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Debt repayment costs now higher due to rising interest rates, weak peso — report

Ian Nicolas Cigaral - Philstar.com
Debt repayment costs now higher due to rising interest rates, weak peso â report
According to the Financial Stability Coordination Council, the change in market prices could trigger “negative outcomes” which, if not properly addressed, would amplify into “systemic consequences.”
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MANILA, Philippines — Costlier debt servicing due to rising interest rates and exchange rate volatility is the biggest concern faced by the economy, and financial authorities are now planning to introduce “interventions” to manage risks arising from credit.

“What is clear is that interest rates are rising and emerging market currencies have been depreciating versus the United States dollar,” read the 2017 Financial Stability Report (FSR) released Tuesday by the inter-agency Financial Stability Coordination Council (FSCC).

“These must mean that debt servicing is now at a higher cost than in the past, separate from the issue of having more outstanding debt. This is our central financial stability issue,” the report added.

According to the FSCC, the change in market prices could trigger “negative outcomes” which, if not properly addressed, would amplify into “systemic consequences.”

“While there is no definitive evidence of a looming crisis, it is also clear that shocks that have caused dislocations of crisis proportions have come as a surprise,” the report read in part.

“What is not debatable is that repricing, refinancing and repayment risks are escalated versus last year and this could result in systemic risk if not properly addressed in a timely manner,” it added.

In a bid to fight inflation and capital outflow, the Bangko Sentral ng Pilipinas has raised its policy rates by a cumulative 100 basis points from May to August. Emerging-market central banks have come under pressure amid a stronger US dollar and tightening monetary policy in advanced economies.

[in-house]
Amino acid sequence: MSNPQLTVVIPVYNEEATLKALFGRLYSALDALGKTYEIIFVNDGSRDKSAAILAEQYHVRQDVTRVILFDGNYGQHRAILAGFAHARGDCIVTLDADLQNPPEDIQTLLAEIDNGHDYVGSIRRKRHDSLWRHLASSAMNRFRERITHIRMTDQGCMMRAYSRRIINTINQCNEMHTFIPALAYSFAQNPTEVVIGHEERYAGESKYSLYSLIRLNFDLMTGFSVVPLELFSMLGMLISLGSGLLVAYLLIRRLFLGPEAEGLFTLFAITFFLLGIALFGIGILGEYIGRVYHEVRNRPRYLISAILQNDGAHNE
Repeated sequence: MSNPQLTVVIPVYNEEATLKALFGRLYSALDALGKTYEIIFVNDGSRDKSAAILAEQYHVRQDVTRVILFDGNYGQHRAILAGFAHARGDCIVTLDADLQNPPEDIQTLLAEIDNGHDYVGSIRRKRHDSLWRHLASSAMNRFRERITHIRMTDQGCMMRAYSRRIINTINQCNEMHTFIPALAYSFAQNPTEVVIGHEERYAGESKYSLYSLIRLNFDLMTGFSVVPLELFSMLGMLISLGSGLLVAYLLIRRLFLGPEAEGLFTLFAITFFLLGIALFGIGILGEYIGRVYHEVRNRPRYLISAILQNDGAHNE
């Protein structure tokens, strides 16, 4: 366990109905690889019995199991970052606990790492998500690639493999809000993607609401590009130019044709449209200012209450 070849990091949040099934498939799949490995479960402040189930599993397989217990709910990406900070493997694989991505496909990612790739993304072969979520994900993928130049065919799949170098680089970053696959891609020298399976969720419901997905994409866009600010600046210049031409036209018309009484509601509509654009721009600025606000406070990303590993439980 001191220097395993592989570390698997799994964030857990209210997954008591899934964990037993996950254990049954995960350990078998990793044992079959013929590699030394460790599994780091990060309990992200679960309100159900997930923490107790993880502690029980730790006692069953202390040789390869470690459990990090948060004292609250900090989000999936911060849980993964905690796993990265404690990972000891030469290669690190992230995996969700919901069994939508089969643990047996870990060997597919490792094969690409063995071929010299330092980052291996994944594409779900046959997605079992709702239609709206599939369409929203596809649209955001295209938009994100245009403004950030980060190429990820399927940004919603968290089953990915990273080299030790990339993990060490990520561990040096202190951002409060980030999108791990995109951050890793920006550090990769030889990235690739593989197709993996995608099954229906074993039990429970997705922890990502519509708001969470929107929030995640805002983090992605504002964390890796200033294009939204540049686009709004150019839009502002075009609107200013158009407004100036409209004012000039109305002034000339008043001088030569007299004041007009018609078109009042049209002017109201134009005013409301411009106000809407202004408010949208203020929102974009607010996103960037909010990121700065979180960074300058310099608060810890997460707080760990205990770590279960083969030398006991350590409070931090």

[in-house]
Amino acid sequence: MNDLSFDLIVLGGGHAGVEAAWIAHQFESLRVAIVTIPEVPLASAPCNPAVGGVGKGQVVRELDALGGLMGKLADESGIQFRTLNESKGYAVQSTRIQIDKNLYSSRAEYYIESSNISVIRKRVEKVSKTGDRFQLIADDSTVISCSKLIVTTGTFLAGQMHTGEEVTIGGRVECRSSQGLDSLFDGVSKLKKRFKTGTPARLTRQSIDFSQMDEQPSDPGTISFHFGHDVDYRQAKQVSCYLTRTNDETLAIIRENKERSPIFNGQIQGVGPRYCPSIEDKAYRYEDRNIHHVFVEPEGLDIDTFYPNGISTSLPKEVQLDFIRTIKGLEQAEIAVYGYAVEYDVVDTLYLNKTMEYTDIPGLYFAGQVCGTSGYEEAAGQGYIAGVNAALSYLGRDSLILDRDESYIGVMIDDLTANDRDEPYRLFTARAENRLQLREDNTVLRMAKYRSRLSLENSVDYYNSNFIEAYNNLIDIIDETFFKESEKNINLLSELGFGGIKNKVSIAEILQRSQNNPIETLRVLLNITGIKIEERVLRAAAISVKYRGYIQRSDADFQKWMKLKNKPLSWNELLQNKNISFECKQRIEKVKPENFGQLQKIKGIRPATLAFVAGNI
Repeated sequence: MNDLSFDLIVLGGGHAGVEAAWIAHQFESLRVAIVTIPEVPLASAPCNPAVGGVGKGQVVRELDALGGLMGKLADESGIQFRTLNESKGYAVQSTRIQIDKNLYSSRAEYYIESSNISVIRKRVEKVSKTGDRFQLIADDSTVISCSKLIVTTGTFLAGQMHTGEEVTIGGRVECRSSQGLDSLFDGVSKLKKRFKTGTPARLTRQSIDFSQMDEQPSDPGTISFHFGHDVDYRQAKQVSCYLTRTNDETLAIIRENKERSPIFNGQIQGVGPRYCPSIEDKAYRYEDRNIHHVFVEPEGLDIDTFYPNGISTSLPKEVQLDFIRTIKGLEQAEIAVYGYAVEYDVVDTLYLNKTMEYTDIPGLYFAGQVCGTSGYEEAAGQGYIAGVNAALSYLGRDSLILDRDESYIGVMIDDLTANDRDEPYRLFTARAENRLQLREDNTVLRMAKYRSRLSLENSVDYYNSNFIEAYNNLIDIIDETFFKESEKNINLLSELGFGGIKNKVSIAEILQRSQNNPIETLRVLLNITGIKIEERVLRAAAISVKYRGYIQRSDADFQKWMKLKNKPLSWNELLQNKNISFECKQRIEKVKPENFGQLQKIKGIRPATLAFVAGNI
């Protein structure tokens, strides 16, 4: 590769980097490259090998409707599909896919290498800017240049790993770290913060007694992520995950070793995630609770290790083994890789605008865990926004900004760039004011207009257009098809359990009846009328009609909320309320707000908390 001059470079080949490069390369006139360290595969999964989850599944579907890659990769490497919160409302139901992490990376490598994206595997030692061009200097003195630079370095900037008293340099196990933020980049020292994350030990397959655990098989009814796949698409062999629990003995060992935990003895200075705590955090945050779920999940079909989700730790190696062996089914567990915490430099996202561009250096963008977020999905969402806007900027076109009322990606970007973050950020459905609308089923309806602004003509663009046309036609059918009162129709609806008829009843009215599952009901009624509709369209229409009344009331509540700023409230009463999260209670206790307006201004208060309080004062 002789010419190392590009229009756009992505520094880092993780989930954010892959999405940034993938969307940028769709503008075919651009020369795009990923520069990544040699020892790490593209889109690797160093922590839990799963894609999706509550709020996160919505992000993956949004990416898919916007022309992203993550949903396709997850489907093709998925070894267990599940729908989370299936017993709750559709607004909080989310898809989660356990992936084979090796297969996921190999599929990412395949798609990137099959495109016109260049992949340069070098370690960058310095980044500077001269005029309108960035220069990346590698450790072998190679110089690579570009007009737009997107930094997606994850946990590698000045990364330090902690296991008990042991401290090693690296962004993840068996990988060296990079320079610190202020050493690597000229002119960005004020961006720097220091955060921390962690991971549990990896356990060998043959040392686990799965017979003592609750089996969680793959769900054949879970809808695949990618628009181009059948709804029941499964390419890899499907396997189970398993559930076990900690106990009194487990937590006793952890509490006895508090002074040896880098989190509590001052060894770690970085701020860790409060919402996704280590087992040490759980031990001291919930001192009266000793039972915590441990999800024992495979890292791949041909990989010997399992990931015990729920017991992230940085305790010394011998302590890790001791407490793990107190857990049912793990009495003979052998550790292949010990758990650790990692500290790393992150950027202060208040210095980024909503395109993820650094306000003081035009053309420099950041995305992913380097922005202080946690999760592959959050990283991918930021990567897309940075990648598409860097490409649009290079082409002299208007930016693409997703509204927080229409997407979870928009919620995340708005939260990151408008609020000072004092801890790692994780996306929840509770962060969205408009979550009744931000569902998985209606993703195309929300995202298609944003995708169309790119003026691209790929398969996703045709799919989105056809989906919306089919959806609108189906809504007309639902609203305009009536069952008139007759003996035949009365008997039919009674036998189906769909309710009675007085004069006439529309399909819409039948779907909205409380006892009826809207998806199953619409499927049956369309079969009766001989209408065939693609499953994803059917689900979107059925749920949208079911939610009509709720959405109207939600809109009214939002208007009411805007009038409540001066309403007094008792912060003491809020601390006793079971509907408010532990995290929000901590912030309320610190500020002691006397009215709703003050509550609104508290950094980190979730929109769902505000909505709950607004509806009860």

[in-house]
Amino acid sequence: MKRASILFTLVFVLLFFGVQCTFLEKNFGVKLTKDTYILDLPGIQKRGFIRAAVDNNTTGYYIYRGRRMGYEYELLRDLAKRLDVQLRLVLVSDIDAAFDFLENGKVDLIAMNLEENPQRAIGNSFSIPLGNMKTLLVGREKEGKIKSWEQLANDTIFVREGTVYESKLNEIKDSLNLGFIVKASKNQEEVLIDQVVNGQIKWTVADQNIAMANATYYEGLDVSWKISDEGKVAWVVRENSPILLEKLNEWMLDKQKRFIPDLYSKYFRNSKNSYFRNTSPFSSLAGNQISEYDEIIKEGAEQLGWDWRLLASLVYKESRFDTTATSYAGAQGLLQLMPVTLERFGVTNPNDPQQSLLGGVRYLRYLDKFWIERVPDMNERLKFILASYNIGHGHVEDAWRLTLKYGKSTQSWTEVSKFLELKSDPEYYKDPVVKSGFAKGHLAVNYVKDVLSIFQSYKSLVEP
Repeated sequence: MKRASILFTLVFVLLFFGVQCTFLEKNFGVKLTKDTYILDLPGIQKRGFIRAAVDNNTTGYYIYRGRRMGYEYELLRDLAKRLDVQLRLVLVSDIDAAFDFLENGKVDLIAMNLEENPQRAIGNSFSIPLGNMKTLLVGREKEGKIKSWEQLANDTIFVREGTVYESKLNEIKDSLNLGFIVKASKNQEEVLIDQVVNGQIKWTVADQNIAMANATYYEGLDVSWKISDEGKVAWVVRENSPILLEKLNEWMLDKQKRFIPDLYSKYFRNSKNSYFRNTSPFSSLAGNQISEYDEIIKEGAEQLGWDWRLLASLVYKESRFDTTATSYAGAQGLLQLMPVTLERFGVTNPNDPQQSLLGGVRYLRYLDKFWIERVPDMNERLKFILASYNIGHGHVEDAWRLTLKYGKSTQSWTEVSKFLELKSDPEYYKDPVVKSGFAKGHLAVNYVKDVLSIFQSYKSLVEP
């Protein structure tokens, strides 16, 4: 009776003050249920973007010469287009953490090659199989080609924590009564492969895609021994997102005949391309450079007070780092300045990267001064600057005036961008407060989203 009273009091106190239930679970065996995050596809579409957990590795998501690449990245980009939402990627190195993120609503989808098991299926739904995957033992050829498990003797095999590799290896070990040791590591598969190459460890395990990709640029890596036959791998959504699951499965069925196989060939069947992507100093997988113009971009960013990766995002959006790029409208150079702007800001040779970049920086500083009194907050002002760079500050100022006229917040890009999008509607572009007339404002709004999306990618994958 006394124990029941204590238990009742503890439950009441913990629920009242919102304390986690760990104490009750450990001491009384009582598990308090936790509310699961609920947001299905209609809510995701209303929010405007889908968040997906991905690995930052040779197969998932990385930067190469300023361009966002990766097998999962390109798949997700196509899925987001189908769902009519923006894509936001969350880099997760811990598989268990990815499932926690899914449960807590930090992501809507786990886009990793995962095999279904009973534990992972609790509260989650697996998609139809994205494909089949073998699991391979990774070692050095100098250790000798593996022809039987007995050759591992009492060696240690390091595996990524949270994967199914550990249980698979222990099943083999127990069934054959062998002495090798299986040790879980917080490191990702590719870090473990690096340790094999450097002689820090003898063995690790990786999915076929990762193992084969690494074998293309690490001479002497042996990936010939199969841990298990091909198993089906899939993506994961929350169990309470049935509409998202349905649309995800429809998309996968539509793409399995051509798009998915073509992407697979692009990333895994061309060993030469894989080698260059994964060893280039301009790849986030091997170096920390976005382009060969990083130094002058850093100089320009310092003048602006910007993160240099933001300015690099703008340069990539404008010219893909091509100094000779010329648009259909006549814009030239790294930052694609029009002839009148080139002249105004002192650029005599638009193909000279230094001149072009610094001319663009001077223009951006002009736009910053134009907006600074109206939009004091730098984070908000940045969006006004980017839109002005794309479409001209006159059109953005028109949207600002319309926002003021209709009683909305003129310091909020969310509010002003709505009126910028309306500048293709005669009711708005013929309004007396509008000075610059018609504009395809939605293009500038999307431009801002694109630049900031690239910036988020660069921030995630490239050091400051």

Meanwhile, the Duterte administration’s ambitious infrastructure program has been adding pressure on the Philippine peso.

To mitigate debt-related risks, the BSP is in discussion with the market to roll out three measures: Countercyclical Capital Buffer (CCyB), Debt-to-Earnings-of-Borrowers’ Test (DEBT) and Borrowers Interconnectedness Index (BII).

The CCyB seeks to ensure banks have enough capital buffers so they can continue lending money even during a financial crunch. The measure also aims to provide a means to curb credit growth if it is deemed as expanding at “too-strong” a pace.

DEBT is a stress test that evaluates the debt servicing capacity of bank borrowers under the hypothetical scenario of higher interest rates and/or a depreciation of the Philippine peso.

The FSR takes a thematic assessment of the various risks that could pose a challenge to the continued growth of the Philippine economy and its financial system. The FSCC is a voluntary interagency body composed of the BSP, the Department of Finance, the Insurance Commission, the Philippine Deposit Insurance Corporation and the Securities and Exchange Commission. 

2017 FINANCIAL STABILITY REPORT BANGKO SENTRAL NG PILIPINAS (BSP) FINANCIAL STABILITY COORDINATION COUNCIL
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